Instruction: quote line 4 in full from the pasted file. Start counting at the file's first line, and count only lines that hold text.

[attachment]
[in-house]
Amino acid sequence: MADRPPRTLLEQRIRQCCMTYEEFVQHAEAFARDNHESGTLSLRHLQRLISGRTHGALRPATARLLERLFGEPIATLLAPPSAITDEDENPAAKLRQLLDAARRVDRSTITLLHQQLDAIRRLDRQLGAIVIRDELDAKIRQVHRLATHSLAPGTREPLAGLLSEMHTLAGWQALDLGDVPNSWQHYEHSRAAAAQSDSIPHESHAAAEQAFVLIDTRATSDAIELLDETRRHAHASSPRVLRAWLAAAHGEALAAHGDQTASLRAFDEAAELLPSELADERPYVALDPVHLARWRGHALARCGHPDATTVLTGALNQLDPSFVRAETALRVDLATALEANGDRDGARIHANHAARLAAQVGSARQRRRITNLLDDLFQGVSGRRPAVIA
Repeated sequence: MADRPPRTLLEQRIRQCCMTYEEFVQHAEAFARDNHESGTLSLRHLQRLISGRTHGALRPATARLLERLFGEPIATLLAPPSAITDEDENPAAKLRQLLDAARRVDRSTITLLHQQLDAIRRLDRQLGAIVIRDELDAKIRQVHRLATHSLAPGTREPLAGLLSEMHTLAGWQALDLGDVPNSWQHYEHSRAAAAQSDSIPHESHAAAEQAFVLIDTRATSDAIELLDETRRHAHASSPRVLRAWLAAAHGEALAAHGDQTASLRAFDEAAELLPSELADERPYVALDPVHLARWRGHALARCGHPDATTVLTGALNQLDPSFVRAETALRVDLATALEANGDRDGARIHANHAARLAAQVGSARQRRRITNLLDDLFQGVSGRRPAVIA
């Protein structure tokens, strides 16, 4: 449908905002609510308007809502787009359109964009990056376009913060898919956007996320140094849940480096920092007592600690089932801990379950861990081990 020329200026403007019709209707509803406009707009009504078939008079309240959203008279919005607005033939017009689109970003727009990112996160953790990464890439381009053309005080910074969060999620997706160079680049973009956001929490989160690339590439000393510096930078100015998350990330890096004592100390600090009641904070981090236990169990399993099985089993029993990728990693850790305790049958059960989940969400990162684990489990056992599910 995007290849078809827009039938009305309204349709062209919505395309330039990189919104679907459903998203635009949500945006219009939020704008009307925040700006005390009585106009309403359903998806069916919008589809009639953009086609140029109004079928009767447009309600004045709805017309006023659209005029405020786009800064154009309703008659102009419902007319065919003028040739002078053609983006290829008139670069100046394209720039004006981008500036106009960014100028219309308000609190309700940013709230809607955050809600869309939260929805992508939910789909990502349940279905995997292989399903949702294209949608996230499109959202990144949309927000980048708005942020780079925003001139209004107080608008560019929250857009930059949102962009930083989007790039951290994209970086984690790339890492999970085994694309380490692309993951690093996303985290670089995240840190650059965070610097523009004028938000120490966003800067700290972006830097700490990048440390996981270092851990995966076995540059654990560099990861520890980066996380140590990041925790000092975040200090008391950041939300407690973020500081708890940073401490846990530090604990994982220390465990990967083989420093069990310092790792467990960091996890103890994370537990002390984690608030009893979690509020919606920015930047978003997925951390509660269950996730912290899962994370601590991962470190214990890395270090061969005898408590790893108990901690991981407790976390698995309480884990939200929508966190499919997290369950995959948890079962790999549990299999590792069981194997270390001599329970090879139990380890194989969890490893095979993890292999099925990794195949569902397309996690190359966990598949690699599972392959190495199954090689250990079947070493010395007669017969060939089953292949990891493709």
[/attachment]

């Protein structure tokens, strides 16, 4: 449908905002609510308007809502787009359109964009990056376009913060898919956007996320140094849940480096920092007592600690089932801990379950861990081990 020329200026403007019709209707509803406009707009009504078939008079309240959203008279919005607005033939017009689109970003727009990112996160953790990464890439381009053309005080910074969060999620997706160079680049973009956001929490989160690339590439000393510096930078100015998350990330890096004592100390600090009641904070981090236990169990399993099985089993029993990728990693850790305790049958059960989940969400990162684990489990056992599910 995007290849078809827009039938009305309204349709062209919505395309330039990189919104679907459903998203635009949500945006219009939020704008009307925040700006005390009585106009309403359903998806069916919008589809009639953009086609140029109004079928009767447009309600004045709805017309006023659209005029405020786009800064154009309703008659102009419902007319065919003028040739002078053609983006290829008139670069100046394209720039004006981008500036106009960014100028219309308000609190309700940013709230809607955050809600869309939260929805992508939910789909990502349940279905995997292989399903949702294209949608996230499109959202990144949309927000980048708005942020780079925003001139209004107080608008560019929250857009930059949102962009930083989007790039951290994209970086984690790339890492999970085994694309380490692309993951690093996303985290670089995240840190650059965070610097523009004028938000120490966003800067700290972006830097700490990048440390996981270092851990995966076995540059654990560099990861520890980066996380140590990041925790000092975040200090008391950041939300407690973020500081708890940073401490846990530090604990994982220390465990990967083989420093069990310092790792467990960091996890103890994370537990002390984690608030009893979690509020919606920015930047978003997925951390509660269950996730912290899962994370601590991962470190214990890395270090061969005898408590790893108990901690991981407790976390698995309480884990939200929508966190499919997290369950995959948890079962790999549990299999590792069981194997270390001599329970090879139990380890194989969890490893095979993890292999099925990794195949569902397309996690190359966990598949690699599972392959190495199954090689250990079947070493010395007669017969060939089953292949990891493709």